Recommended Moka Pots:
|Bialetti Moka Pot||6 Cups. Aluminum.Gas stovetop compatible|
|Bialetti – New Venus||10 Cups.Stainless Steel.Suitable for all types of Hobs|
|Bialetti Moka Pot||2 Cups. Stainless. Induction stovetop compatible|
What’s The Brewing Temperature When My Stove Is On Medium?
It’s difficult to determine your Moka Pot’s exact brewing temperature for a few reasons.
- Different stoves generate different amounts of heat.
- Moka Pots made of aluminum conduct heat differently than stainless steel Moka Pots
- Your brewing temperature is affected by your water’s starting temperature
Let’s go through each of these factors and see just how they can affect your brewing temperature and Moka Pot coffee.
Heat Settings Vary From Stove To Stove
The temperature generated by a stovetop varies depending on a few factors.
- Gas stoves radiate most of their heat into the air, while electric stoves transfer most of their heat directly to the Moka Pot.
- The heating elements in electric stoves aren’t all the same wattage. The number of watts is directly related to the heat your stovetop can generate.
- Stoves with glass or ceramic tops conduct heat slower than the coiled metal heating elements
There are more differences between those three, but the main takeaway is that the heat on one stove doesn’t always equal the heat on a different stove.
And this affects how hot your water can get.
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What Material Is Your Moka Pot Made Of
Most Moka Pots are made of either aluminum or stainless steel. And these metals have levels of thermal conductivity and different heat capacities.
So, depending on what kind of Moka Pot you have, your water may get hotter or may take longer to heat up.
When you consider that your stove’s temperature varies from other people’s stoves, and your Moka Pot varies from other people’s Moka Pots, you can see how difficult it is to determine your exact brewing temperature.
However, since Moka Pots use pressure to brew coffee, the actual brewing temperature
(If you want to read more about the differences between aluminum and stainless steel Moka Pots, we’ve got a whole post on it! Check out “Aluminum vs Stainless Steel Moka Pots“.)
How Do I Know When My Moka Pot Temperature Is Ideal?
We recommended putting your stove on medium heat, but at the same time, you don’t know what temperature corresponds to “medium heat”.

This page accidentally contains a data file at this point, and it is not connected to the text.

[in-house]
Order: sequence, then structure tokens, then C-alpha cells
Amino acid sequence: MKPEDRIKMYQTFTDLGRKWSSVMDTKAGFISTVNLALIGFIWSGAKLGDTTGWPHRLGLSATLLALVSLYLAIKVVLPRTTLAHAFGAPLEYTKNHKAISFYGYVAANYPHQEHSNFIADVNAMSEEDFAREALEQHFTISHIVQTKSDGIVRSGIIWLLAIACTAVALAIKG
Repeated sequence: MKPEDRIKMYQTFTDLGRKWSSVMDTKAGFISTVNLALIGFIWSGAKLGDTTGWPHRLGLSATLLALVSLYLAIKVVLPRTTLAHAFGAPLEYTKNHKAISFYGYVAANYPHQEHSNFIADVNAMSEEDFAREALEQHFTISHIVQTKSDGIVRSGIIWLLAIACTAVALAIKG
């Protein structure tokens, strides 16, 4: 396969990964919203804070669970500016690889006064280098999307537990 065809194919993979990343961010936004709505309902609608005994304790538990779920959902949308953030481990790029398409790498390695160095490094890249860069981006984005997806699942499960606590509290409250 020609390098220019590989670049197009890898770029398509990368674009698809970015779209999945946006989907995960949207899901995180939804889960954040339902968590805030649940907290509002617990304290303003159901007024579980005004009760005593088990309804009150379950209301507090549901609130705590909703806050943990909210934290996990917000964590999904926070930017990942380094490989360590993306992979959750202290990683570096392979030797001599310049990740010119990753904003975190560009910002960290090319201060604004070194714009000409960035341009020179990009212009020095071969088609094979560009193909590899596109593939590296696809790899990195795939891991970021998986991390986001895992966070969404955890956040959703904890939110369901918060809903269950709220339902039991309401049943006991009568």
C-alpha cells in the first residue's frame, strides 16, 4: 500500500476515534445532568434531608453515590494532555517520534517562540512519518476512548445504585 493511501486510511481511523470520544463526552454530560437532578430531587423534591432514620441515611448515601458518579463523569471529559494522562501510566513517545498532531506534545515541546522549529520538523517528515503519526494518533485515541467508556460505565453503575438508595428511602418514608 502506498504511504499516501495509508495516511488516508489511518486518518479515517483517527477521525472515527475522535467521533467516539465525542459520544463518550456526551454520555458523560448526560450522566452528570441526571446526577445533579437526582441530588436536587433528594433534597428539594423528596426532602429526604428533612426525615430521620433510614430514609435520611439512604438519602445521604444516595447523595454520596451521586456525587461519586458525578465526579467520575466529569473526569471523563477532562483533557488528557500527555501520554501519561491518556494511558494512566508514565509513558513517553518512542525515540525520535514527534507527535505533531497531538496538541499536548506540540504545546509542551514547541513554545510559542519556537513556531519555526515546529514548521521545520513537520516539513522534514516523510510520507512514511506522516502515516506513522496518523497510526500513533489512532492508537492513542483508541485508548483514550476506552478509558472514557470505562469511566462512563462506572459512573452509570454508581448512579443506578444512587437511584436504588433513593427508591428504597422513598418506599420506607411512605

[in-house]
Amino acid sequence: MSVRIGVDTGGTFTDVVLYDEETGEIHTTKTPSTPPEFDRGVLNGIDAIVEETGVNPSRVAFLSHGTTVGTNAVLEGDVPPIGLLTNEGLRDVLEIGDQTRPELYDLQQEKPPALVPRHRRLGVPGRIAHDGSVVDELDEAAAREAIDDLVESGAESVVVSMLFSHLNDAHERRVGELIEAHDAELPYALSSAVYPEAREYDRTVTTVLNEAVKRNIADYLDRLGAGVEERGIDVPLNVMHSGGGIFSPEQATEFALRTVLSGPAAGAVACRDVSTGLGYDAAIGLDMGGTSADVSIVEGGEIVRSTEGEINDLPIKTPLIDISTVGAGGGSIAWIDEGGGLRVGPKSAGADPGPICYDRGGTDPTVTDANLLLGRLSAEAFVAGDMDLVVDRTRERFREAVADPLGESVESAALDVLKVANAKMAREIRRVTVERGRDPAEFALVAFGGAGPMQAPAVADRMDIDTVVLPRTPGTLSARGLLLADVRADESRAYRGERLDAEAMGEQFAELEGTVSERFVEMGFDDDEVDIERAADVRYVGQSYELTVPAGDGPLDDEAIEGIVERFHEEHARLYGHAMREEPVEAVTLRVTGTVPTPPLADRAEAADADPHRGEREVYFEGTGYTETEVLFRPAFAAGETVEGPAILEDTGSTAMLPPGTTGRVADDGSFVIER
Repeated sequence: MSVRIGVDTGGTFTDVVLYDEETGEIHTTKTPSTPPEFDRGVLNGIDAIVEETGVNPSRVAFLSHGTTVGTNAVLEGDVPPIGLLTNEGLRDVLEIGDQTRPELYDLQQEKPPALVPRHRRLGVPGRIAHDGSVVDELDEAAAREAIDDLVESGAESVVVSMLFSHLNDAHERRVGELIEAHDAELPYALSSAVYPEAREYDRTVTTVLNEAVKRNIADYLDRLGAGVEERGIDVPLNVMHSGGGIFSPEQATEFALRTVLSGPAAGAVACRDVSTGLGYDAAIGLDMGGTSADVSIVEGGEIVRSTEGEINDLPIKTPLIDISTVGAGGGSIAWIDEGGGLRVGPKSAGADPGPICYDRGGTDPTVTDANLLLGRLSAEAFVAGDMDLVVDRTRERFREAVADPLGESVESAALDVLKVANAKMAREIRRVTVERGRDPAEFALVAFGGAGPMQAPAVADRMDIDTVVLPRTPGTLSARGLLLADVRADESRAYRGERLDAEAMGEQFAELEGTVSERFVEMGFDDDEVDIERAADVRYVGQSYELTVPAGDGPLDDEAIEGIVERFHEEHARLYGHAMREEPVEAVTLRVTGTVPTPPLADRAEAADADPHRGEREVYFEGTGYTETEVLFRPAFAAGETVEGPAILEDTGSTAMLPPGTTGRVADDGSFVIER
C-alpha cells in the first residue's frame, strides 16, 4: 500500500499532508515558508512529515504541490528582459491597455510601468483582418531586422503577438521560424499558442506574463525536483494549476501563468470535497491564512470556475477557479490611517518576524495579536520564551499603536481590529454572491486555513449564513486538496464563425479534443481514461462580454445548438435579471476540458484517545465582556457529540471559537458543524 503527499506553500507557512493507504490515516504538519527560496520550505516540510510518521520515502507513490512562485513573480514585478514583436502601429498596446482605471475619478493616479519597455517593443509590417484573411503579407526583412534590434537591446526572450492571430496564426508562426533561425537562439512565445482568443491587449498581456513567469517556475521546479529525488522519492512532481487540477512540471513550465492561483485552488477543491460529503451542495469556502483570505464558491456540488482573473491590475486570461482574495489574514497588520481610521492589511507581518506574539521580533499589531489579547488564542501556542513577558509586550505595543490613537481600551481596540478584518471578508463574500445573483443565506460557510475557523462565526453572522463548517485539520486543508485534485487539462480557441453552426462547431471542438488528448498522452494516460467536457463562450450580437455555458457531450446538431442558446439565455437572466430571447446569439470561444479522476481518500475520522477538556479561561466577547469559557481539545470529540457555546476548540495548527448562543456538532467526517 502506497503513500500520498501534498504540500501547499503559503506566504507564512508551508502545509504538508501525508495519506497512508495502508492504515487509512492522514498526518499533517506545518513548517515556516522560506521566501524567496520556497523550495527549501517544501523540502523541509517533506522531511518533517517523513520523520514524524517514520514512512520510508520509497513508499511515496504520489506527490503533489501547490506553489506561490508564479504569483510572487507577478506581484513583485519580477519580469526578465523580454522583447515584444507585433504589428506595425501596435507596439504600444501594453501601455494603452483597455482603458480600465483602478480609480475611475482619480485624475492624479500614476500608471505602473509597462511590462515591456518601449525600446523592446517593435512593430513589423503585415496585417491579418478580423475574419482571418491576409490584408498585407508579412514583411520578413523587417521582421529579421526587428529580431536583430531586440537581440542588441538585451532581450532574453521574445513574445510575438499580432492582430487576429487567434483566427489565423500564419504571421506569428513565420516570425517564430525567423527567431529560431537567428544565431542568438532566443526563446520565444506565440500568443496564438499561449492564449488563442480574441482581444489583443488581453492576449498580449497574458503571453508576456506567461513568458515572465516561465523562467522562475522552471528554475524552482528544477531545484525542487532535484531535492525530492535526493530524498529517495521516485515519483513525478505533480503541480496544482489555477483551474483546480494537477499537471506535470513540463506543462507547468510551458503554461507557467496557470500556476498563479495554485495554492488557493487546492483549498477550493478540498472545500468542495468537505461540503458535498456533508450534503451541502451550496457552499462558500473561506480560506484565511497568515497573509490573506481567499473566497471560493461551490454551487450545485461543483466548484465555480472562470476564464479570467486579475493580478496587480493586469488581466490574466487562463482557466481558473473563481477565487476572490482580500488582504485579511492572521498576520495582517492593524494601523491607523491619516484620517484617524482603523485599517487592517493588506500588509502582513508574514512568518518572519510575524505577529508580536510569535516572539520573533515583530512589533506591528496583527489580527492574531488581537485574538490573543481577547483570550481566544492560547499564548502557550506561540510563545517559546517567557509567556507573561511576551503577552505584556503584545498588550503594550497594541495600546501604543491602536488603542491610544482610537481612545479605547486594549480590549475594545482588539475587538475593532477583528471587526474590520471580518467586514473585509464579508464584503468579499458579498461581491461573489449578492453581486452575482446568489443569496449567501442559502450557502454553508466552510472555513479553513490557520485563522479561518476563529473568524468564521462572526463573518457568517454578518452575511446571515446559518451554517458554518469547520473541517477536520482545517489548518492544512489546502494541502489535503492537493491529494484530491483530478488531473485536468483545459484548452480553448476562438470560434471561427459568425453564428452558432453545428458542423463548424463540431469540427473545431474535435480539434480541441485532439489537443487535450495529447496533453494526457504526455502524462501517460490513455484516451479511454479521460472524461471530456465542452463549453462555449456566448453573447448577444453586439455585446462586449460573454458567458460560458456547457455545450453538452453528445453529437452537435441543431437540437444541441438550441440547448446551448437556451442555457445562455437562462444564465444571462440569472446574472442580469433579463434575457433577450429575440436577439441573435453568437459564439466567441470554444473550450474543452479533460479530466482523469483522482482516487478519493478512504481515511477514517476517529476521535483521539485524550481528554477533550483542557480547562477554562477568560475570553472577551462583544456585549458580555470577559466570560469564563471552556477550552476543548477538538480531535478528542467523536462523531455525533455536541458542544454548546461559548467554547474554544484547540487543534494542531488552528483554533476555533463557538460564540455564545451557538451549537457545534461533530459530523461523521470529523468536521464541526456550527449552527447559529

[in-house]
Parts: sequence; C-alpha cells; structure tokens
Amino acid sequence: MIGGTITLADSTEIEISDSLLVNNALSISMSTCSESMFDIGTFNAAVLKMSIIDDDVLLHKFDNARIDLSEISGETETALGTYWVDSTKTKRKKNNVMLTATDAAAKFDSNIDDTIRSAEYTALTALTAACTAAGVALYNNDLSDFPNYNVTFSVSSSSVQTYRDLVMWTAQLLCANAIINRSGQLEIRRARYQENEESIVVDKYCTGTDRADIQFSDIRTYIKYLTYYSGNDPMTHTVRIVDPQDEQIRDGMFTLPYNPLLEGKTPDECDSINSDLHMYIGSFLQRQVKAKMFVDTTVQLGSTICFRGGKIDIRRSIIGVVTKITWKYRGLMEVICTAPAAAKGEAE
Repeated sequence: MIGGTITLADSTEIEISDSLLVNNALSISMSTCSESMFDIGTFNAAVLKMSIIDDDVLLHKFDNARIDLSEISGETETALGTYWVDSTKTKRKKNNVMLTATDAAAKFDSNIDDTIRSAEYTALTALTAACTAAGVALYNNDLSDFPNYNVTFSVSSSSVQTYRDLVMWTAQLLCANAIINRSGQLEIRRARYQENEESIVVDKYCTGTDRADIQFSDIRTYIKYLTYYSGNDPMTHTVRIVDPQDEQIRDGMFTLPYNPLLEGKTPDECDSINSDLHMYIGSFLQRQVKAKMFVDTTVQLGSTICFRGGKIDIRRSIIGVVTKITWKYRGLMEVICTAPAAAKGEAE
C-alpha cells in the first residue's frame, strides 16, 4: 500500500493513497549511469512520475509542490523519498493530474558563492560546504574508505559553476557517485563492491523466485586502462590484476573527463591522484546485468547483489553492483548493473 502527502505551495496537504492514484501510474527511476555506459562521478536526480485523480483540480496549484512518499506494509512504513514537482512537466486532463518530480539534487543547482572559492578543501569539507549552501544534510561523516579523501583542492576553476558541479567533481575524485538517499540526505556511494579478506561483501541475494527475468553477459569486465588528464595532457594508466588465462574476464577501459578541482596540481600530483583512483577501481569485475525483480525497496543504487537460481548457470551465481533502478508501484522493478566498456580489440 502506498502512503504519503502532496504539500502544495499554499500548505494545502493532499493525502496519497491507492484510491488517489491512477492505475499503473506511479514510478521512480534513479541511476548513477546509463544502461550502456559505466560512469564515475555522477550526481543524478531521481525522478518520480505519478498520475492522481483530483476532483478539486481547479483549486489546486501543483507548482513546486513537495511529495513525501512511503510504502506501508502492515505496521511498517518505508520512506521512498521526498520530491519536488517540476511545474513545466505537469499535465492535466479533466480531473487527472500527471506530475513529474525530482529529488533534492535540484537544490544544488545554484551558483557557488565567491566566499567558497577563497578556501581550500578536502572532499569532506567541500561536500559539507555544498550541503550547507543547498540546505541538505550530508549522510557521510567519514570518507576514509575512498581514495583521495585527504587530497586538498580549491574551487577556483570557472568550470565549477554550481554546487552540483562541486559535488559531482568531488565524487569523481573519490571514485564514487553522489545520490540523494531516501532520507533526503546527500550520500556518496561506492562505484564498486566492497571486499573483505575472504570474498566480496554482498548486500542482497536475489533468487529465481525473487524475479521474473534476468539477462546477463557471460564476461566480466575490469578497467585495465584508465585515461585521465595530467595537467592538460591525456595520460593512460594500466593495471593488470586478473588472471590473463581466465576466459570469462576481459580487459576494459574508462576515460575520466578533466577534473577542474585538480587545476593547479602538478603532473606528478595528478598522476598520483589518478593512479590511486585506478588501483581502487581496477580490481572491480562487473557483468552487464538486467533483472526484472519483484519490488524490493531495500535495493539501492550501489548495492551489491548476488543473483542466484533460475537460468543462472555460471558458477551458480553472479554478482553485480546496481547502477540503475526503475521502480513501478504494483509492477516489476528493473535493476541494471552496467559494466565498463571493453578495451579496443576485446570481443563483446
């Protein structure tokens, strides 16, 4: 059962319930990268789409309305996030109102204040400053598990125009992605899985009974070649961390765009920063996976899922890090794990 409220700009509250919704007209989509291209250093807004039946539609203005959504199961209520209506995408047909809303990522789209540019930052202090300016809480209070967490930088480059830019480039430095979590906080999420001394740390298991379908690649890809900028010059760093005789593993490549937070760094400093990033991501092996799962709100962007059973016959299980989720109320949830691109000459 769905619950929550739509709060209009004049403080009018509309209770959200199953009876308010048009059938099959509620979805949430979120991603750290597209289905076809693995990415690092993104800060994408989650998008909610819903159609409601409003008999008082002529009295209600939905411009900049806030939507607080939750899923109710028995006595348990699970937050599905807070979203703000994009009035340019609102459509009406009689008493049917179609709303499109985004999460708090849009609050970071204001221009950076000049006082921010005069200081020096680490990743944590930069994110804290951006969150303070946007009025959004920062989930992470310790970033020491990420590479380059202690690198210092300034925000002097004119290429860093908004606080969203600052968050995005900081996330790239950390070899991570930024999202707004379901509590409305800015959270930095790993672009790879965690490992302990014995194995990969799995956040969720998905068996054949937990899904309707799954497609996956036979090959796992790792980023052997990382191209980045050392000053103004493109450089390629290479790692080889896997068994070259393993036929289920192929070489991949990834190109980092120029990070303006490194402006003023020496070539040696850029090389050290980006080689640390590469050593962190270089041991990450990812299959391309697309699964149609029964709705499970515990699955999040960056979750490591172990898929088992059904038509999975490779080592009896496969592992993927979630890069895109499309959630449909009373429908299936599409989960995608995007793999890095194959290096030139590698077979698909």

So, you may be wondering how you can tell when your water reaches the ideal temperature of 195-205°F as recommended by the National Coffee Association?
Unfortunately, there’s no real way to measure the water temperature inside your Moka Pot without using specialized equipment. But the good news is that researchers have already looked into this problem! (Check out the research on Laboratory MSC)
Essentially, what the research found was that preheating your water to 70°C (158°F) before pouring it into the Moka Pot will give you the ideal brewing temperature.
(If you want to read more about this check out our post “Should you use hot water or cold water in a Moka Pot?“)
Besides that, there are two things you can look for to know if your Moka Pot is too hot.
- the brewing time
- and how fast the coffee is spurting out of the Moka pot.
Watch Your Moka Pot’s Brewing Time
One of the best ways to tell if the heat is too low or high is to watch the clock.
In general, you should expect your Moka Pot to brew between 4 and 5 minutes. (Assuming you preheated your stovetop).
If your brewing time is much less than this, your heat was too high. On the other hand, if your brewing time stretches past 5 minutes, the heat was probably too low.
How Fast Your Coffee Is Coming Out Of The Spout
Another tip is to pay attention to how fast coffee is coming out of the spout. If the coffee is dribbling out slowly, you know the heat is too low.
However, if the coffee is coming out fast and aggressively, you know the heat is too high. In this case, you can lift the Moka Pot off the heat and hold it a few inches above the heating element.
- When brewing Moka Pot coffee, set your stove to medium heat
- If the heat is too hot, your coffee grinds will burn and the water go through the grounds too quickly
- If the heat is too low, the brewing process will take too long and the coffee may be over-extracted
- Preheat your water to get the best brewing temperature
- Lift your Moka Pot a few inches above the heat if your coffee is brewing too fast
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Idalmis is co-owner of Coffee Break Lovers. She is a Cuban coffee enthusiast that is passionate about coffee and coffee culture.